Nisha Ganatra’s ‘Late Night’ is not the most original film in any year – it’s a retread of the ‘Devil Wears Prada’ formula – but it is a lot of fun and has charm to spare, and I instantly liked it. Written by Mindy Kaling, (I never warmed up to her until now) it showcases one of our great living legends – Emma Thompson – and she doesn’t have to do much to run away with the film.
Or at the very least, Thompson makes it look easy. Even though the character is really just a variation of Miranda Priestly, Thompson makes it sizzle, and she give it more depth than how it was written. She plays Kathryn Newbury, a late night talk show host whose program has gone stale. This is probably because her writing staff is comprised of all the same people – white males all straight except for a token gay. To change this, the show hires Molly (Kaling) and well, you can probably guess what happens next. But it doesn’t matter, because Thompson and Kaling spar off each other marvelously, and the quick pacing makes you ignore holes in the plot. It’s all formula, but it works because of that. and it’s a timely message, if a bit too heavy handed, especially towards the end. Still, it’s frothy summer fun, even if it is still cold in Los Angeles.
A friend of mine was telling me that his best friend’s ten year old son was in a skiing accident and is now in life support. The parents now have to make a decision on whether to ‘pull the plug.’ That made me think. I think I have always been a practical person (I am a Virgo) and even though I believe in God and very spiritual, I myself would not have any problems making a decision like that if told that we are at the end of a road.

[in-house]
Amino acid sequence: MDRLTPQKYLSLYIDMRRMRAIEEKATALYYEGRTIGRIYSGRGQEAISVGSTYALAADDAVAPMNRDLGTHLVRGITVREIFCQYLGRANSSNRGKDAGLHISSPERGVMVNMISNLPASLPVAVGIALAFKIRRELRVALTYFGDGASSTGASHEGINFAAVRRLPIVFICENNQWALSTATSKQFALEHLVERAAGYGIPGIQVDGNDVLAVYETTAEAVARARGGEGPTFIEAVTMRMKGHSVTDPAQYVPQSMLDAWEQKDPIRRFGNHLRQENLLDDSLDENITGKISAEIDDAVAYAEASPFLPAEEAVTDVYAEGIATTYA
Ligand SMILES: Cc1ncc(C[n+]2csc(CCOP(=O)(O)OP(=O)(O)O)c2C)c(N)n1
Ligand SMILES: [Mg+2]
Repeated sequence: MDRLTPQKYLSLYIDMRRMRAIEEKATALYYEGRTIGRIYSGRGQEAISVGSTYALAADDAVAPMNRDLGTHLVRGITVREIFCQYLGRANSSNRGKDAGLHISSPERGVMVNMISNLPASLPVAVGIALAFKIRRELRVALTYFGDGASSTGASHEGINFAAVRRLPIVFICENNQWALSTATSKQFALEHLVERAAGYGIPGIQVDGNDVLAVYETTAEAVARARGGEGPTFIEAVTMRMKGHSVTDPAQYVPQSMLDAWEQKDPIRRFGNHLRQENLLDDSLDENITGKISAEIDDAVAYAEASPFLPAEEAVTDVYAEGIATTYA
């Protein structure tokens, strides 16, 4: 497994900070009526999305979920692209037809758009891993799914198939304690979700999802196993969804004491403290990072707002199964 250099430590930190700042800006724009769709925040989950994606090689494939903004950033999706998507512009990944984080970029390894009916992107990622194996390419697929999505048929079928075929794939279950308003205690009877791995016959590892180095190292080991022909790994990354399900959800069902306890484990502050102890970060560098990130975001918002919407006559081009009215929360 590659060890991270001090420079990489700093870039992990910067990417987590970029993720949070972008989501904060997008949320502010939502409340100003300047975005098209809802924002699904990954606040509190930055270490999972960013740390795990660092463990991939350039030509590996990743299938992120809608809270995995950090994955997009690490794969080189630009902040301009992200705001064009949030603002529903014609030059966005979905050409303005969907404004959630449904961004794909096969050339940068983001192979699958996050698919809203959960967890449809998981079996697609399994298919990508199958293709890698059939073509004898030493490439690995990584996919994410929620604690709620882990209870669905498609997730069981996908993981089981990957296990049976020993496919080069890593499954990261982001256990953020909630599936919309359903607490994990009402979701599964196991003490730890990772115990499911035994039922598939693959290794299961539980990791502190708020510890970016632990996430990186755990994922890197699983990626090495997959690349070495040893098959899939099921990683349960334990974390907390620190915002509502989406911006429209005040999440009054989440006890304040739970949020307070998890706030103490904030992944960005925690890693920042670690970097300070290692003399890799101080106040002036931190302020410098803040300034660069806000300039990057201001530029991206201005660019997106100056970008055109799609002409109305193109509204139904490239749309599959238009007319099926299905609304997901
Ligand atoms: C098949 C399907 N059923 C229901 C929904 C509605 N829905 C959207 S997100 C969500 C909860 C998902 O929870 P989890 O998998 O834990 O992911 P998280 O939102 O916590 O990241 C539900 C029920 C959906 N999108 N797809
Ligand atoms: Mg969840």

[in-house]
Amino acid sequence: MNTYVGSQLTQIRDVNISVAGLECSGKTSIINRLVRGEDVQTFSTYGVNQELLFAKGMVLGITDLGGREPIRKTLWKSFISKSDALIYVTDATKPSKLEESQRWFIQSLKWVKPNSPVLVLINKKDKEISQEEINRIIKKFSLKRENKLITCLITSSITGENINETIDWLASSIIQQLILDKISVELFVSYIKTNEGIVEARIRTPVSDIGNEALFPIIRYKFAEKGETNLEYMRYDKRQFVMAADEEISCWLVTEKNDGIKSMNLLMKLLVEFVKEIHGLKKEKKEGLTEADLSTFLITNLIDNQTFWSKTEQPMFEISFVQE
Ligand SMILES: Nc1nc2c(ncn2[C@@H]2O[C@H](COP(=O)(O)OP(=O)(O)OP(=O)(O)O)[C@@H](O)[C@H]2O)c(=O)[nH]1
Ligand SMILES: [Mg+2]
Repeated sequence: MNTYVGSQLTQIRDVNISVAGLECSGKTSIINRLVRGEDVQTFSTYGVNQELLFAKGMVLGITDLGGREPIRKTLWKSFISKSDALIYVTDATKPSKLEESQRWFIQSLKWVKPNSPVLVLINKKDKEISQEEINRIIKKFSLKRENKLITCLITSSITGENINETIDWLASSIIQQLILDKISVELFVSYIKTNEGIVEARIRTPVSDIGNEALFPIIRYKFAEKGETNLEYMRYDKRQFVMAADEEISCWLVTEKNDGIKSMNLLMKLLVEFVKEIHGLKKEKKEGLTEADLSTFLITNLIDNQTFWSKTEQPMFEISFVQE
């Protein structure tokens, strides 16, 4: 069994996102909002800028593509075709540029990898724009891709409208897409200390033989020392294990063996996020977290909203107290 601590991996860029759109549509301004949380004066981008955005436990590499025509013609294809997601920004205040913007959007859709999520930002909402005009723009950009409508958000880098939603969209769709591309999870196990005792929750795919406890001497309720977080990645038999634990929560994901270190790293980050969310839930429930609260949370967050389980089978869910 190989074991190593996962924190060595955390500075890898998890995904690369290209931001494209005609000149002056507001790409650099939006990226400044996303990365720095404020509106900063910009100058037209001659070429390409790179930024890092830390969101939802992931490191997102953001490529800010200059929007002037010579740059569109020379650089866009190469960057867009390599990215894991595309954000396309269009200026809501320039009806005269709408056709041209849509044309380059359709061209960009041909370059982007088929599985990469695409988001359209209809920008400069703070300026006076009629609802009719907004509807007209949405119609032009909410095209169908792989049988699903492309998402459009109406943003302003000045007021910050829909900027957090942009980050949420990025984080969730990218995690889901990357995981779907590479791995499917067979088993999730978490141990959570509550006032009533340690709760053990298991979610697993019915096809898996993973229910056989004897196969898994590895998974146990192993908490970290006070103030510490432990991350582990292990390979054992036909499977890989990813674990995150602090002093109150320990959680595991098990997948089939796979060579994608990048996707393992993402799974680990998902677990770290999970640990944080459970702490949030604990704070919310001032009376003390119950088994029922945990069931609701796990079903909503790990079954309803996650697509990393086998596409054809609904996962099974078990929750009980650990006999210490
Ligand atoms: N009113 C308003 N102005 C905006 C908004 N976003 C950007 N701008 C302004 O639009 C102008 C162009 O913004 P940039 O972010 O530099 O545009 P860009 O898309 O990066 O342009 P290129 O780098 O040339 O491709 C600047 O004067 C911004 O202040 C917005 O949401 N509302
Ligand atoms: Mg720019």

That also made me think of a movie I saw recently, Richard Eyre’s ‘The Children Act,’ which more or less touches the same issue. Fiona Maye is a judge, played by Emma Thompson, who has to rule on a case of a teenager who needs blood transfusion. But he and his parents are devout Jehovah’s Witnesses, and their religion forbids that. Before she rules on the case though, she visits the teenager in the hospital, and in his eyes, a special bond forms between them. But perhaps in her eyes as well? She is int he middle of a crumbling marriage, and perhaps she sees in him the answer to that. While the story about the case was interesting, I thought what happens after was even more riveting – we see the relationship between the two laid out, and we see both of them changing. And Thompson gives a fantastic internal performance. It’s her film, really, and she shows here why is one of the best living actresses, expressing emotions with a glance or a finger flutter. Fionn Whitehead plays Adam, and he is great as well (apparently he was in ‘Dunkirk,’ but i don’t remember which part he played) providing complexity as a troubled teen whose eyes were opened, only to be closed again. This movie is thought provoking, but it will also touch your heart.
Sometimes I ask myself, will we ever tire of movies about the second world war? But of course there are still a million stories to be told, and all of them will be fascinating. ‘Alone In Berlin’ is based on book from 1947, about a husband and wife whose son perishes on the front line. As a result, they become silent rebels against the regime. Emma Thompson and Brendan Gleeson play Anna and Otto Quangel and Gleeson plays the father with quiet rebellion as he is unable to express his frustration with verbal anger. He is magnificent in conveying that Thompson matches, although her role is in a small scale.
I wish the film was more bombastic but I have to admit I found parts of it boring, and the pace dragging. I can sense the film’s passion but is never fully realized on screen.